Inhibin and Epithelial Membrane Antigen Immunohistochemistry Assist in the Diagnosis of Sex Cord-Stromal Tumors and Provide Clues to the Histogenesis of Hypercalcemic Small Cell Carcinomas

    loading  Checking for direct PDF access through Ovid


SummaryOvarian sex cord-stromal tumors are a morphologically diverse group of neoplasms that can mimic the appearance of other ovarian tumors. Because the treatment and prognosis of sex cord-stromal tumors differs substantially from those of other ovarian neoplasms, the development of an immunohistochemical panel to support the diagnosis of the former group of tumors would be useful. In this report, the utility of immunostaining for inhibin α. epithelial membrane antigen, MIC2 gene protein product, and keratin in the differential diagnosis of sex cord-stromal tumors was assessed in formalin-fixed, paraffin-embedded sections. In addition, the immunohistochemical staining pattern of ovarian small cell carcinomas (SCCs). hypercalcemic type, was analyzed in an attempt to clarify the histogenesis of these tumors. Thirty-two (97%) of 33 granulosa cell tumors (GCTs), 10 (91%) of 11 Sertoli-Leydig cell tumors (SLCTs), and 4 (8%) of 51 carcinomas showed inhibin a immunopositivity. None of the 3 lym-phomas, 5 carcinoids, 6 dysgerminomas, or 12 SCCs showed inhibin α positivity. Eighteen (55%) GCTs, 6 (55%) SLCTs, 6 (12%) carcinomas, and 7 (58%) SCCs showed MIC2 gene expression. None of the GCTs and only one SLCT showed epithelial membrane antigen (EMA) positivity, although 92% of surface epithelial carcinomas and 75% of SCCs were immunoreactive. These data suggest that detection of inhibin immunoreactivity in an ovarian tumor that is EMA-negative provides both sensitive and specific support for the diagnosis of a sex cord-stromal tumor. Because SCCs generally stain for EMA but not for inhibin, it appears that SCCs probably represent a variant of surface epithelial tumor rather than a type of sex cord-stromal tumor.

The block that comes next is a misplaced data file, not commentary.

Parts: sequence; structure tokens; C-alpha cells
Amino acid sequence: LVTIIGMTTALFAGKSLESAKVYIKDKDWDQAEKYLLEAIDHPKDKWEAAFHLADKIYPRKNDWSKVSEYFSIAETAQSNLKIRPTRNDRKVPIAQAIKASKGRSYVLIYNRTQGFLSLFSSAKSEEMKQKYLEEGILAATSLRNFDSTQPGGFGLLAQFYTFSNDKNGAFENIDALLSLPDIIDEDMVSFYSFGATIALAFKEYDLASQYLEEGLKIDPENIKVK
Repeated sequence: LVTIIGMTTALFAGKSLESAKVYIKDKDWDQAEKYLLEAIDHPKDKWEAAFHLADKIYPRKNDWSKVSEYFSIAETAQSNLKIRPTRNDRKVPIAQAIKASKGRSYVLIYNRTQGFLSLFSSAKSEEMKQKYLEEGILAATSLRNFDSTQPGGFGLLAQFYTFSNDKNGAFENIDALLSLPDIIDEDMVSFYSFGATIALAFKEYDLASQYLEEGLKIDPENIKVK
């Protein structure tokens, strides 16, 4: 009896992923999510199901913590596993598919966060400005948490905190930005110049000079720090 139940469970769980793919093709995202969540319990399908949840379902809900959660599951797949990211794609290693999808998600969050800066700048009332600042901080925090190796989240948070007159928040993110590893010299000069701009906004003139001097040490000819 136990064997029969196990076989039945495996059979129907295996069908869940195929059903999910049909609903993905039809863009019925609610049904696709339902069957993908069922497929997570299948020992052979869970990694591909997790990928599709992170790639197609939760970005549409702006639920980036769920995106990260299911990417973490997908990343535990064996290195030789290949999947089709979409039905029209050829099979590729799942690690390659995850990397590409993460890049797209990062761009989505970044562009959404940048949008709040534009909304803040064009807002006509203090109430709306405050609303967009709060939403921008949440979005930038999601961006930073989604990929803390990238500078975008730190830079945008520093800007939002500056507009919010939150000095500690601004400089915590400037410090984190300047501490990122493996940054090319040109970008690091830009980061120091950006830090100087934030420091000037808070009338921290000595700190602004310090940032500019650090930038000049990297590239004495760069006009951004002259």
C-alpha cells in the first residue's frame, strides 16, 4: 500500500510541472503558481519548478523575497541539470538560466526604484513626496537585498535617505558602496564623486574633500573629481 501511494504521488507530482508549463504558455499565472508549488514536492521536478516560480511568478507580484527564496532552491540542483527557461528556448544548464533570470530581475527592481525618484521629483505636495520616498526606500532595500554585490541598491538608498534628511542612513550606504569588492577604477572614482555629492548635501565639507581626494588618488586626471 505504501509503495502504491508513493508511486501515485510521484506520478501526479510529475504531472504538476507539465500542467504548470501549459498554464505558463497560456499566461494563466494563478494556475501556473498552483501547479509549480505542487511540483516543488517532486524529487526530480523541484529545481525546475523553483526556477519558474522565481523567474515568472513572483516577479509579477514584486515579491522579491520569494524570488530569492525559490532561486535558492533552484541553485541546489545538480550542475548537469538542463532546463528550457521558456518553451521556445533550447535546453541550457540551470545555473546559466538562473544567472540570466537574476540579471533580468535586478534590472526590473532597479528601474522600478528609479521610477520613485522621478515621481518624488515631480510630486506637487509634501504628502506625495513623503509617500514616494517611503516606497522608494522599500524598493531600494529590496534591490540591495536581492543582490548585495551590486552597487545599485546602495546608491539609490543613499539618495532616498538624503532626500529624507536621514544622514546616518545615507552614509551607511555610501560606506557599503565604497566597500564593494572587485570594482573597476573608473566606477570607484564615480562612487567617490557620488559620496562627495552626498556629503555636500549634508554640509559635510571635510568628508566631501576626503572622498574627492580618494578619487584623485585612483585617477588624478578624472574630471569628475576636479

loading  Loading Related Articles